Vanderbilt Law Review

First Page



Sample Instructions to Law Clerks

Sample A -- Law Clerks for Judges of the Ninth Circuit Court of Appeals

Frederick G. Hamley

General Responsibilities

1. You should therefore adopt a professional attitude at the outset. 2. You will need to employ industrious work habits. 3. Cultivate efficient, time-saving ways of doing your work. 4. Make this a year of continuing legal education and an intensive training period. 5. You will come into possession of information concerning the processing of appeals which must remain secret until the opinions are filed. 6. Your prime loyalty is to your judge. 7. All of the judges on this court read the briefs before oral argument. Some have their law clerks prepare "bench" memoranda, based mainly on a review of the briefs. 8. In preparing "bench" memoranda, brevity is essential. 9. Some judges have their law clerks prepare more elaborate pre-argument memoranda, going far beyond a review of the briefs. 10.Some judges do not ask their law clerks to draft any pre-argument memoranda. Reviewing Drafts of Opinions Prepared by the Law Clerk's Judge


Sample B -- Duties of Law Clerks

Ruggero J. Aldisert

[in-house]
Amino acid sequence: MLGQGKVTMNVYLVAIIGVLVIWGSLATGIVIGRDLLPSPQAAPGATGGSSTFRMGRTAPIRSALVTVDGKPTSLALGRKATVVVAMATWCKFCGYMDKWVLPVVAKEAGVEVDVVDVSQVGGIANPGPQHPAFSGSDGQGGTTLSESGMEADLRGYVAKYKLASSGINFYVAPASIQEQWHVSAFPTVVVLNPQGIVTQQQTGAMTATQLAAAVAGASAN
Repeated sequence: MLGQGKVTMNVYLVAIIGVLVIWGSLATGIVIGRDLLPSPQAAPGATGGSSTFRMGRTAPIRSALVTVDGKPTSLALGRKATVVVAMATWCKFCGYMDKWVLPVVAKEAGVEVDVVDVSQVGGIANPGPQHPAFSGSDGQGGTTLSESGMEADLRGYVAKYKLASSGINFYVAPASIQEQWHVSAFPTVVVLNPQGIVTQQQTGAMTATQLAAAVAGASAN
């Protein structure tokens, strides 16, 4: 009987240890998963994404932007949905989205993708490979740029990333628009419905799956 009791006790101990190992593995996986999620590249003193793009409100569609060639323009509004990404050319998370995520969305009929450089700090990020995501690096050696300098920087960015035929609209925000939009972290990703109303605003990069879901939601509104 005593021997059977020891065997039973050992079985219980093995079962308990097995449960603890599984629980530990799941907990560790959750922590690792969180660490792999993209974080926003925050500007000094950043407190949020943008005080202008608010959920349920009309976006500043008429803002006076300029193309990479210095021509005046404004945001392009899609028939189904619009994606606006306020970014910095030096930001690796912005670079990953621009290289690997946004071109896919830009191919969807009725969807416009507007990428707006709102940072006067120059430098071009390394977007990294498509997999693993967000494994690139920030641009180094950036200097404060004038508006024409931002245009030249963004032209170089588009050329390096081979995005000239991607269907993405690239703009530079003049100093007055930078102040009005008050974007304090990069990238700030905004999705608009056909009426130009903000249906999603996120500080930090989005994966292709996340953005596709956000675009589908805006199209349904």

1. Bench Memos-- You will have to prepare pre-argument bench memos. 2. Chambers Routine (a) Hours of work. (b) Chamber Procedures. (c) Routine for argument list. (d) draft opinions written by the other judges e) I read all slip opinions of the Supreme Court and the Third Circuit, and it is important for the clerks to do likewise. ... 6. Final cite checking before final draft goes to panel. 7. Aldisert Opinion Book and Index - An important function of the law clerk is to keep the Aldisert index current. 8. Priority of Responsibilities in opinion preparation. 9. Confidentiality - The judge-law clerk relationship is protected by a confidentiality relationship as respected as a lawyer-client or a priest-penitent. 10. Your relation with me. You were not selected by me to be a "yes man." I value your opinions and your intellectual independence. Prior to the decision-making of the court, I invite your impressions and solicit your views.You are not to express a viewpoint simply to please me during the process of decision making. Nevertheless, there is only one judge in these chambers. Once a decision is made, your role changes. Although you are my intellectual equal, it is I, and only I, who has the judge's commission. It is my ultimate decision that will control. And when the decision is in, that is it.